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Monday, January 28, 2008

Traffic Accidents Pile Up On Erie Street

Sunday morning began as a typical day in the neighborhood-- screeching rubber, scraping metal, and the clatter of a car jumping the curb. Serious traffic accidents have become all too typical along Erie Street with Sunday's wreck only the latest on this quiet residential street in Harsimus Cove.

At the corner of Second and Erie Streets, two vehicles collided sending one over the curb and into the fence of Grace Van Vorst Church. Early last summer, at the very same spot, a small vehicle was spun completely around. Then there was the accident this past autumn at Third and Erie with one car jettisoned into the wall of a house. Below, the dented wall and the smashed fence on the northwest corner of Third and Erie.

In the past year, we've personally observed four serious accidents at these two intersections alone, and its not as though we are hanging around Erie Street waiting for cars to jump curbs. The commonality between all the accidents has been a car heading north on Erie, usually speeding, colliding with a car at the cross streets.

Certainly speeding drivers are largely responsible. But also at fault are cars parked to the very corner of the streets, preventing drivers on both streets from seeing on coming cars until its too late. The curbs at these intersections were at one time painted red-- probably shortly after the city was founded four hundred years ago, and then forgotten about. Many of the curbs around the street corners have been replaced, and never repainted; for the rest, the paint is so faded its almost as though they were never painted at all.

In the short term, the city needs to repaint no parking zones on street corners. This clearly is a safety issue, not only for drivers, but for pedestrians as well. Imagine for instance, a pedestrian caught underneath a car-- below, the remains of the iron fence:

But repainting curb corners does not provide a long term solution. One alternative would be installation of speed bumps on Erie Street. However, speed humps spaced too far apart won't inhibit speeding, and spaced too close together would greatly impede traffic flow. An alternative solution is construction of bulb-outs, also known as curb extensions. Curb extensions literally extend the curb and sidewalk at street corners. This is a multifaceted approach. First, cars are unable to park too closely to the corner because street space becomes an elevated sidewalk. Second, drivers perceive the street as more narrow, naturally causing them to slow down. A third benefit is shortening the distance between curbs for pedestrians, though this benefit is best realized at larger avenues. Bulb outs are not unprecedented in Jersey City. Below, a small bulb out in Paulus Hook, on Morris Street.

Regardless of the final solution, something needs to be done. Only coincidence has kept pedestrians out from under careening cars to date; eventually the city will be scraping bodies off the sidewalk.



Anonymous Anonymous said...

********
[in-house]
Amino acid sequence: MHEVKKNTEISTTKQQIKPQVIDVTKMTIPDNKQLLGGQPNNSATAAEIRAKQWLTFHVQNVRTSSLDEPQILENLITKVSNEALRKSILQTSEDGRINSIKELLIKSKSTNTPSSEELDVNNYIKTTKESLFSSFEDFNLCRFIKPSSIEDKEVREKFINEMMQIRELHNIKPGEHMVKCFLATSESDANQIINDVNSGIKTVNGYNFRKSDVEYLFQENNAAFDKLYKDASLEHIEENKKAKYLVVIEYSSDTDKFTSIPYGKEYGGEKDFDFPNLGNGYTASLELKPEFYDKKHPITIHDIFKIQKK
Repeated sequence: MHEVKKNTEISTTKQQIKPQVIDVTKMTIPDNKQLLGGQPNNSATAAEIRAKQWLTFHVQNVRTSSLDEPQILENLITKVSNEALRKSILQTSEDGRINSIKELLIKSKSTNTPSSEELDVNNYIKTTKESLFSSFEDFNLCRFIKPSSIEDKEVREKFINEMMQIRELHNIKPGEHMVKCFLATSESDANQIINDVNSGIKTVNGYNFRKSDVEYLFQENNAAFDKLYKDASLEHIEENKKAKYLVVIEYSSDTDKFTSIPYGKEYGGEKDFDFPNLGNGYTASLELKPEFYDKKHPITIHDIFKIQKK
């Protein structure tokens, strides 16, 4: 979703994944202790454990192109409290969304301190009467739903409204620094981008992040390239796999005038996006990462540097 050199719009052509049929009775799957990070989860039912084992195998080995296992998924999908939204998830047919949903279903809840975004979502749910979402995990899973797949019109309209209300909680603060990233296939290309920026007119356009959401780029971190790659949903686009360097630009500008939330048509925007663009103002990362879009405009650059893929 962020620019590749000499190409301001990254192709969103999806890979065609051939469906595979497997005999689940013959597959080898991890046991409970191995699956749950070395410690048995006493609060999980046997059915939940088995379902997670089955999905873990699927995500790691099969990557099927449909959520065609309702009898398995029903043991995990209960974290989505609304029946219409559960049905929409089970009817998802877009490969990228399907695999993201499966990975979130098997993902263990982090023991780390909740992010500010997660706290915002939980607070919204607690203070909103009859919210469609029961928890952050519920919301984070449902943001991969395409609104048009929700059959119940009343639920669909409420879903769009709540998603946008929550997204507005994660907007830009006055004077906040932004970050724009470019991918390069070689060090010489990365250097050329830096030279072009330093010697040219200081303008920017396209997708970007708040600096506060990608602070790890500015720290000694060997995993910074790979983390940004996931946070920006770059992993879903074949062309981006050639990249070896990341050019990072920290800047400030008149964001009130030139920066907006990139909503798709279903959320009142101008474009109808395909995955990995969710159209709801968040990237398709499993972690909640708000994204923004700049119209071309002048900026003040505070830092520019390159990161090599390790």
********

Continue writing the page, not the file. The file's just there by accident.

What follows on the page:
I live in this area and something needs to be done. I come close to being run over almost daily while walking my dog. The speeding is also bad down First and Third Street as people attmept to cut around the Newark Ave traffic.

10:55 AM  
Anonymous jcwalkingman said...

I was wondering what had happened there as I passed by during my run this evening...I figured it was construction, but it's really discomforting to me that so many accidents occur there.

9:05 PM  
Blogger jkind said...

Nice write up! bulb-outs seem like a good solution as hump will only force drivers onto other north bound streets with no lights. The reason people speed is because in both hoboken and jc there are no good north south corridors. Marin gets snarled in mall and tunnel traffic so the traffic routes itself to Erie where there are no lights. This is a larger downtown quality of life issue that the gov needs to start addressing. If you build thousands of housing units you need to rework traffic patterns. In washington dc I saw the struggle as dead-end (one-way heads into one-way) traffic patterns established to fight drug trafficking were never updated to satisfy the gentrification as people need a quick way to get to whole foods and trade joes.

6:39 AM  
Anonymous Anonymous said...

It's JC, speed limits are just suggestions!

10:40 AM  
Blogger jkind said...

Stop signs use the octogon shape to help indicate to drivers that the other road must stop. Oops some bright person decided that on one-way streets we should cover up this visual cue with a do not enter sign.

11:55 AM  
Anonymous Anonymous said...

This city needs better roads so that cars don't have to zip through tight side streets. There is a lack of through streets and the traffic just gets worse every year. Newark, Grand, etc. are disasters. I cannot believe Grand was not widened when the Liberty Harbor stuff was approved. And it's stunning to me that there is no push for short elevated north-south and east-west intracity roads to get cars off the side streets. The traffic is here, we need to deal with it, not wish it away.

8:35 PM  

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